It took me weeks to recover. Weeks to put the pieces of my belief back into place, to accept the humility of outside forces controlling my faith and allowing it to evolve.
Apparently, though, the lesson didn’t stick. It happened again. And again. When, even with a healthy diet, my body tricked me again when we ran heavy metal panels to figure out what was going on with baby Liam, when he got sick, only to discover high levels of mercury and lead in our blood. You can’t control your biochemistry and how it reacts with the environment, no matter how hard you want to believe you can.
And, damn it, again, when we elected to not vaccinate our children, after reading research article after article about the potential side effects including autism, perpetual illness, behavioral abnormalities. Yet, we sat through Liam’s diagnosis of autism at age 3. And later, Aedan’s at age 4.
When I watched my daughter grow up spunky, struggling to control her impulses and acting out in school, even though I tried to teach and emulate for her self-control, grace and kindness. When the way we parented one child stumped us with another, when we had to adjust again expectations and beliefs to find slightly unique approaches to each of them. Because each kid comes imprinted with a character and personality blueprint, no matter how you, the parent, believe each will behave.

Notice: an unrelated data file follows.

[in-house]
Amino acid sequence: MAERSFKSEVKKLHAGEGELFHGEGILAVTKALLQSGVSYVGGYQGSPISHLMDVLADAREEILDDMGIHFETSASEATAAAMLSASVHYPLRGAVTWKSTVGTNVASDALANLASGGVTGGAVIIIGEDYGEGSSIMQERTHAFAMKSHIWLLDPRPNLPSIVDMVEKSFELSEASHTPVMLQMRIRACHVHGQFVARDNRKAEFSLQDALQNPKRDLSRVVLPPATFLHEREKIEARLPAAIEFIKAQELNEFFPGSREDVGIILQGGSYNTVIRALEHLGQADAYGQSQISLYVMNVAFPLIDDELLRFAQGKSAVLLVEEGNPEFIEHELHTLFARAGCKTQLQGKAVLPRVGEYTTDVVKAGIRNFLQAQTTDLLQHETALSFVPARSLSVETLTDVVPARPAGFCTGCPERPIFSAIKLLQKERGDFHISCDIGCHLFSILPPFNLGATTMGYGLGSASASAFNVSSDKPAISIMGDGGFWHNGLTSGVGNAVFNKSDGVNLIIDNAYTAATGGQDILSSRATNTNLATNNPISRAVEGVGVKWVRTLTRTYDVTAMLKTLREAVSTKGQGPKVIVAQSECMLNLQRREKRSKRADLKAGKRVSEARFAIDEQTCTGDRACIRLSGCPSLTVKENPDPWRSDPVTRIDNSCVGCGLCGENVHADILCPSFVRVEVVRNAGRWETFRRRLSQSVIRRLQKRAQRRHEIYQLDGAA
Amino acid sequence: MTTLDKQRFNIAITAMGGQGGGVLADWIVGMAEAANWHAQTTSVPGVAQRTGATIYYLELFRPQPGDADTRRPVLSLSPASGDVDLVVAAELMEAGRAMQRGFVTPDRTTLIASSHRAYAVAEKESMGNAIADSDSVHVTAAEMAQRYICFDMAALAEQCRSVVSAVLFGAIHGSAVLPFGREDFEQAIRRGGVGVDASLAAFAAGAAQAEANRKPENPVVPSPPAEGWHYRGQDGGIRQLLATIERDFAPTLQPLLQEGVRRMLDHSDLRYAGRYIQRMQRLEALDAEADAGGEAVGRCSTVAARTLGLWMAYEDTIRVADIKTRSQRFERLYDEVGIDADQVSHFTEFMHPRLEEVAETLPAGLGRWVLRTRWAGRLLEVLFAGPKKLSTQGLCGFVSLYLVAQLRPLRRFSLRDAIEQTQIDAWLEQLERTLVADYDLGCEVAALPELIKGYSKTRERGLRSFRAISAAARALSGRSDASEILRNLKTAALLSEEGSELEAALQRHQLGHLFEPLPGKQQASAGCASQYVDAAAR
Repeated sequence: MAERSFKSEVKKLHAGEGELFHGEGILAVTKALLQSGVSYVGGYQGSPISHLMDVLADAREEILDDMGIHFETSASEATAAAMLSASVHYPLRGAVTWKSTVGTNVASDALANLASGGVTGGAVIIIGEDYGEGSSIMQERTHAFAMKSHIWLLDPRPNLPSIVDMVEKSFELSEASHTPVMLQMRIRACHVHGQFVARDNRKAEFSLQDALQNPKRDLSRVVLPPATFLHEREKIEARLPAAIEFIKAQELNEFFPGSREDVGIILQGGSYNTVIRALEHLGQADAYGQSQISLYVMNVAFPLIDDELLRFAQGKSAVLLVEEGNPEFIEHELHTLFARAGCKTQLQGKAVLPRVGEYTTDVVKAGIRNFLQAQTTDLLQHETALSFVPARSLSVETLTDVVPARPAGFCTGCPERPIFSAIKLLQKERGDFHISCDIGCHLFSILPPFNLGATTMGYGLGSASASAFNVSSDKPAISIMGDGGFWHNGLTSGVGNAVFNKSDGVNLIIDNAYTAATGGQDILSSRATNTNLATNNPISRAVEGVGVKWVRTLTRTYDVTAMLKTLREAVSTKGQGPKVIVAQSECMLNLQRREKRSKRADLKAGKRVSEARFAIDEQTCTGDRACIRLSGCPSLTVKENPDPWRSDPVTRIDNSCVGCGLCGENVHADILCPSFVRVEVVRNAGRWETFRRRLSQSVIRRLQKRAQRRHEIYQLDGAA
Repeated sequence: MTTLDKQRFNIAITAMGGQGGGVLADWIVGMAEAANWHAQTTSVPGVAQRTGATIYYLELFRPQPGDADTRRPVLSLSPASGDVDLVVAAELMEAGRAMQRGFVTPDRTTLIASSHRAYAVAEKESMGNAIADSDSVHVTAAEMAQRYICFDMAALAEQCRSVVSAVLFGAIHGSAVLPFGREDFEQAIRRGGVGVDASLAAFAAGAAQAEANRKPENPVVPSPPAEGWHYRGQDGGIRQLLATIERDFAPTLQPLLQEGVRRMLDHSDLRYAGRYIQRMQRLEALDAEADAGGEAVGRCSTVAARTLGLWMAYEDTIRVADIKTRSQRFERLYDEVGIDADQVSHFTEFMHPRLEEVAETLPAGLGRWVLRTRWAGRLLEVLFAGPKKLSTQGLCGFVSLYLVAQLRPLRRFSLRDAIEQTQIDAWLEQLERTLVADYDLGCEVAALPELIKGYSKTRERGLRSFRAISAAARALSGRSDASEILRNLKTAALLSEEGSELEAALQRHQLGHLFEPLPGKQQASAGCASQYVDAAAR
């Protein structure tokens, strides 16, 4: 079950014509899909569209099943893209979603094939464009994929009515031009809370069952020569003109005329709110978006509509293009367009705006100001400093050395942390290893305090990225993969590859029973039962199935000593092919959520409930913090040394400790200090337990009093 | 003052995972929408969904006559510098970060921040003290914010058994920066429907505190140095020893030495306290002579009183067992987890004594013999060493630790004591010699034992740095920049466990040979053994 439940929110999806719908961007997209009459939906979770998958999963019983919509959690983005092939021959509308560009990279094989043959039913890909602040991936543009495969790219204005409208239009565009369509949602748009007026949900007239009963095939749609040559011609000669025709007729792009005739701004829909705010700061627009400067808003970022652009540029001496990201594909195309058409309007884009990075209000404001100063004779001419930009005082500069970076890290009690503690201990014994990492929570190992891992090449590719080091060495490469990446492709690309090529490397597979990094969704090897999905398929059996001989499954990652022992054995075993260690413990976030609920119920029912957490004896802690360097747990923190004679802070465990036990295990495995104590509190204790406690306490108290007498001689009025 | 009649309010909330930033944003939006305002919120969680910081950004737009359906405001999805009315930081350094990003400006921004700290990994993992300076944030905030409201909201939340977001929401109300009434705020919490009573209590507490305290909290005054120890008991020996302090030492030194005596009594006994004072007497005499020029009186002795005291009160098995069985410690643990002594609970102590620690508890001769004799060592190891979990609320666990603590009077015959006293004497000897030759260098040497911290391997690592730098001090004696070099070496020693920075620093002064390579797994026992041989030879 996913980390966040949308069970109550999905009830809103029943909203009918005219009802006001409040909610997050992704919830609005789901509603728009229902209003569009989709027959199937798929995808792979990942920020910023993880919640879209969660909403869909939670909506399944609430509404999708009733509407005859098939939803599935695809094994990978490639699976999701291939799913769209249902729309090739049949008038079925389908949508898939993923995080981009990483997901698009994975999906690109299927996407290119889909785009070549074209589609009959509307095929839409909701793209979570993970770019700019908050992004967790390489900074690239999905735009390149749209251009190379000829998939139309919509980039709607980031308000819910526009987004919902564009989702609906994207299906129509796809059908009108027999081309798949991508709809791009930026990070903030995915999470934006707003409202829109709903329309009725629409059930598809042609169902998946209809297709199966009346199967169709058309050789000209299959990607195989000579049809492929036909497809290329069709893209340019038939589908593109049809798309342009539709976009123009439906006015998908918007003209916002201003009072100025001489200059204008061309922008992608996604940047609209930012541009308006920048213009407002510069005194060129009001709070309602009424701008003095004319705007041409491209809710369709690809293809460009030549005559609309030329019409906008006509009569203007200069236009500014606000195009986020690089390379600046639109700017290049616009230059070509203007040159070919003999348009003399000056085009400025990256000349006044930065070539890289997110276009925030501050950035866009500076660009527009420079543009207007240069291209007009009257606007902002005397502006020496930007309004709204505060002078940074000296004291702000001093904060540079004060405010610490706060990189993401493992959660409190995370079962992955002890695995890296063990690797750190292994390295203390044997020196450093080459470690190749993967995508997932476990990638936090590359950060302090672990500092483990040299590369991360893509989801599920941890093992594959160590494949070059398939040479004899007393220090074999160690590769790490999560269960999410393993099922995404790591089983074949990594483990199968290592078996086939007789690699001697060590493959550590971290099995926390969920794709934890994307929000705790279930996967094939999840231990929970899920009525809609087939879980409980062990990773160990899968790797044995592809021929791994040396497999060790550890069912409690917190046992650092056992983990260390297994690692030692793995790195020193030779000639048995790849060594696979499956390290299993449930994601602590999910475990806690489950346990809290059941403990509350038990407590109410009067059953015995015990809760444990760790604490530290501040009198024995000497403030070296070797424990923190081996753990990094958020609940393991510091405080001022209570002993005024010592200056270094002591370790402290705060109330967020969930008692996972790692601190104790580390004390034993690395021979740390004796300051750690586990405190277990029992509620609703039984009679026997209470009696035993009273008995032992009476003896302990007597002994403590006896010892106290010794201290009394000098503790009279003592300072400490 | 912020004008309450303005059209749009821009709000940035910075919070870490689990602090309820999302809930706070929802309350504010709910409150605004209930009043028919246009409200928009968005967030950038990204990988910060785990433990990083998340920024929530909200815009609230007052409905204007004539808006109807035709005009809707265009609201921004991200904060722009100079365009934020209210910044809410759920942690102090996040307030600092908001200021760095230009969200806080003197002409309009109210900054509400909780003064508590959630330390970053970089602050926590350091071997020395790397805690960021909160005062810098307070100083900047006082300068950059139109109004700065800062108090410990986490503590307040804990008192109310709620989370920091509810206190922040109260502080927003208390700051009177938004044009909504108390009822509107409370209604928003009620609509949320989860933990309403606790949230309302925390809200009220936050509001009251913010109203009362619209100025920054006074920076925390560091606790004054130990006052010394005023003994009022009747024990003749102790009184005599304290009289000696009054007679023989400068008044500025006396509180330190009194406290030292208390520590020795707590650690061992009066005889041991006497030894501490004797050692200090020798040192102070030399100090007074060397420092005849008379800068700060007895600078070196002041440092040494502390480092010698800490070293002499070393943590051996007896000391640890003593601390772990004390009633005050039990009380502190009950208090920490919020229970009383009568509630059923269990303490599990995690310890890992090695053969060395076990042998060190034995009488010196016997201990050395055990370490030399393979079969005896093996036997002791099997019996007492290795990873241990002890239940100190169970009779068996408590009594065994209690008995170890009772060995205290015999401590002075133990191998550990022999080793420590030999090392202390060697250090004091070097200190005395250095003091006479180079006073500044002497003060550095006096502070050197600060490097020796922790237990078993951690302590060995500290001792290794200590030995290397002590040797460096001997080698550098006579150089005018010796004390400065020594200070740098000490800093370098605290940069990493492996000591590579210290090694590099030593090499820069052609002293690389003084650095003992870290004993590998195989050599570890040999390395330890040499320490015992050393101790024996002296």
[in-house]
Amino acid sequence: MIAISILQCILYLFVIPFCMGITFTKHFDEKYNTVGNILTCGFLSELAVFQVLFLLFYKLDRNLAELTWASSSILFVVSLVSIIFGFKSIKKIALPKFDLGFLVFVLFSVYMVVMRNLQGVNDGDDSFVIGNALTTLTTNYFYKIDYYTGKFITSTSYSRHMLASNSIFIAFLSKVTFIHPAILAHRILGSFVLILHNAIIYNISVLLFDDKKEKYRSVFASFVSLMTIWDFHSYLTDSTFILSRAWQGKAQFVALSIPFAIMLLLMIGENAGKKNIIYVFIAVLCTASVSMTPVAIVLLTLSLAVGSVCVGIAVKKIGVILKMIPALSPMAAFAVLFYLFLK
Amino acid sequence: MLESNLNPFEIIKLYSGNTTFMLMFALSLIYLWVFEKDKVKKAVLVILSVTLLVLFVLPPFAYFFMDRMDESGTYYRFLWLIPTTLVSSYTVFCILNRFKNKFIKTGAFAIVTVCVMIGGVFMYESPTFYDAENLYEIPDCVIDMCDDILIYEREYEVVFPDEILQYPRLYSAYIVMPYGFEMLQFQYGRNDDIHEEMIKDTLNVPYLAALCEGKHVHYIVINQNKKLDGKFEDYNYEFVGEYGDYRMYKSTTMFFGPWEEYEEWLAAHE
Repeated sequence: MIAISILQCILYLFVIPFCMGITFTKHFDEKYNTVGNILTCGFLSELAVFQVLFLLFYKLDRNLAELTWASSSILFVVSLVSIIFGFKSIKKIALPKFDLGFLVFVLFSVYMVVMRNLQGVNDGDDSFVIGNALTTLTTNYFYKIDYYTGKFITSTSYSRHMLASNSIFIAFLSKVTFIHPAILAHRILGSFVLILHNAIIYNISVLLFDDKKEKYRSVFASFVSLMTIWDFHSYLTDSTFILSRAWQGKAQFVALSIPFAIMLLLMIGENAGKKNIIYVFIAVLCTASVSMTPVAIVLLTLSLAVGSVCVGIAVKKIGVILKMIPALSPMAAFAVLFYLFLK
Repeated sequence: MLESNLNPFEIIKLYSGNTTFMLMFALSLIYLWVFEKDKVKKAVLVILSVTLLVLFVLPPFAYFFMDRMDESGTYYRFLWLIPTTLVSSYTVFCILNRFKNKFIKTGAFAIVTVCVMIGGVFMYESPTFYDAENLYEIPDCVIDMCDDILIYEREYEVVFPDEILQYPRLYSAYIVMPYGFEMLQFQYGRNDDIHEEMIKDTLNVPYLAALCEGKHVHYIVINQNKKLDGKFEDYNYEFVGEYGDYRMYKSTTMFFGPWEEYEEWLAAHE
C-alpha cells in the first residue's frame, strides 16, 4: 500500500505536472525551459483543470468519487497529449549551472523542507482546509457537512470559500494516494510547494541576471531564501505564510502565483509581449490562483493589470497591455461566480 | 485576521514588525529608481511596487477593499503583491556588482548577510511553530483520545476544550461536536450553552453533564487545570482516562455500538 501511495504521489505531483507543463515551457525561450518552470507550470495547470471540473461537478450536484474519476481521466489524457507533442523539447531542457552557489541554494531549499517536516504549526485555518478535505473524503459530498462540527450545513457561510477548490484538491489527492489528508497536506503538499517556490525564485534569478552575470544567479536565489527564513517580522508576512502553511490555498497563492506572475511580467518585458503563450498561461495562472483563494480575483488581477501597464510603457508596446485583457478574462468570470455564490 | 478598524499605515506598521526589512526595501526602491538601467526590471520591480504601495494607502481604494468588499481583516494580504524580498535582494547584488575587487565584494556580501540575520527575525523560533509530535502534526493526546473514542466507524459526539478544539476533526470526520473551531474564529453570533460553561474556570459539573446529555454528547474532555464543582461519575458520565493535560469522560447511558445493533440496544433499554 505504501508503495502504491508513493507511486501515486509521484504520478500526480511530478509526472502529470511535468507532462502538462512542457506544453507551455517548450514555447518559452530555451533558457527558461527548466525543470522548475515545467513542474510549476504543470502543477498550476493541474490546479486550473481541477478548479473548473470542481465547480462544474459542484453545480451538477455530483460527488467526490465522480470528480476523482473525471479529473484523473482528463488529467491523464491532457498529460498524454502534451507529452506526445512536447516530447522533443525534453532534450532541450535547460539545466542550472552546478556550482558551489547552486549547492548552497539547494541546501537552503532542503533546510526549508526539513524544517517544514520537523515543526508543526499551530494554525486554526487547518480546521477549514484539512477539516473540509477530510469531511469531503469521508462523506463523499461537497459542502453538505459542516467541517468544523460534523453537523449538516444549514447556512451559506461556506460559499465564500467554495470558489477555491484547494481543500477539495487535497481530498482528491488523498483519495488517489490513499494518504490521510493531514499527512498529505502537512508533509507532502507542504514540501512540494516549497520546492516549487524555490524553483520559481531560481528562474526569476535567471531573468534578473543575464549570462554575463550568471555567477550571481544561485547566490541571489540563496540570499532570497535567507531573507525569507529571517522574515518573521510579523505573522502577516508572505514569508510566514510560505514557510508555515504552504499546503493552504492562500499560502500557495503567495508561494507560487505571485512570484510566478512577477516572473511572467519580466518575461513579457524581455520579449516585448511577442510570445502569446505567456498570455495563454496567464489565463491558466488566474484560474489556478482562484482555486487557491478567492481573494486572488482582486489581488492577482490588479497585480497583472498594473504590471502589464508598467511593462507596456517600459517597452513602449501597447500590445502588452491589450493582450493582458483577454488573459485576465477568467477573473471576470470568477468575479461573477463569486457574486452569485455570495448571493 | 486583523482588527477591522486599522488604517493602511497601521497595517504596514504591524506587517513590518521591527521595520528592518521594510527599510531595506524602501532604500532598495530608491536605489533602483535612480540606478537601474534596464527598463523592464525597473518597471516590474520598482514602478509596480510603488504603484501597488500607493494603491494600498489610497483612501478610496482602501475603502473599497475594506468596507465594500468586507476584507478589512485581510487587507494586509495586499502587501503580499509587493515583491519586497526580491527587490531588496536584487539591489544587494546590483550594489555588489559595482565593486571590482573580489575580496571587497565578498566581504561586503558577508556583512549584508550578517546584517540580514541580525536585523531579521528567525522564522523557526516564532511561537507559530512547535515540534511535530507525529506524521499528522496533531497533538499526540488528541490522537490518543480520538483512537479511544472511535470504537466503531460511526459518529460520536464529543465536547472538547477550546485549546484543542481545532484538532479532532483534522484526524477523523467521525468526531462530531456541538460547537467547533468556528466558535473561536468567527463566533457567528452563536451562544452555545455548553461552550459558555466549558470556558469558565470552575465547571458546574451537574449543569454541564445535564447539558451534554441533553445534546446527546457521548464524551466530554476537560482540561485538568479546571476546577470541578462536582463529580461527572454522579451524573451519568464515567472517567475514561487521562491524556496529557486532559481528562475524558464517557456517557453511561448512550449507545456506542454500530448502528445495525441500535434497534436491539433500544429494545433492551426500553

Belief, expectation, reality, and life. It’s enough to make you lose faith.
But where’s the fun in that? What challenge awaits if you don’t push yourself into the unknown and find something tangible to believe in, and watch yourself adjust as life has the last laugh.
But it really doesn’t. You control your reaction to find something beautiful from the mess.
Starting nutrition school, I've been learning about dietary theories and finding inspiration on a daily basis. Reading about how to cleanse skin by detoxing your body from the inside out, being inspired to try everything I read, willing new-found belief to become reality.
I wanted to believe it so badly, but cutting out dairy didn’t work for me on my quest for glowing skin. I feel better, have more energy, but I am still figuring the puzzle out. Holding onto faith in my own resolve, taking initiative to create my own skin care, carefully following recipes that resonated with me.
But, there’s no guarantee and I haven’t found the secret to clear skin for myself. Not yet. But I keep plodding away. Faith gives me that drive.
Taking supplements doesn’t “guarantee” results you read about in research. I know this, yet I will always be the person seeking inspiration. I have a long way to go in finding peace with the Yin of belief and the Yang of expectation, but I have made a truce with it. Without belief, I can’t grow. Without expectations, I can’t push myself to change.
Without fear, life loses some of its mystical and maddening sparkle that keeps us intrigued. Hard-headed as I am, I’m continually interested in rediscovering new levels of belief, trying to temper it with respect for events beyond my control. The collision of fear and belief inspires humility. From humility comes grace.
My kids are entering the pre-teen and teen years. I’m sure Life is rubbings its hands together, waiting to shower down delight after delight of uncertainty .
Bring it on, Life. I’ll keep trudging on, eyes open, choosing to believe in you.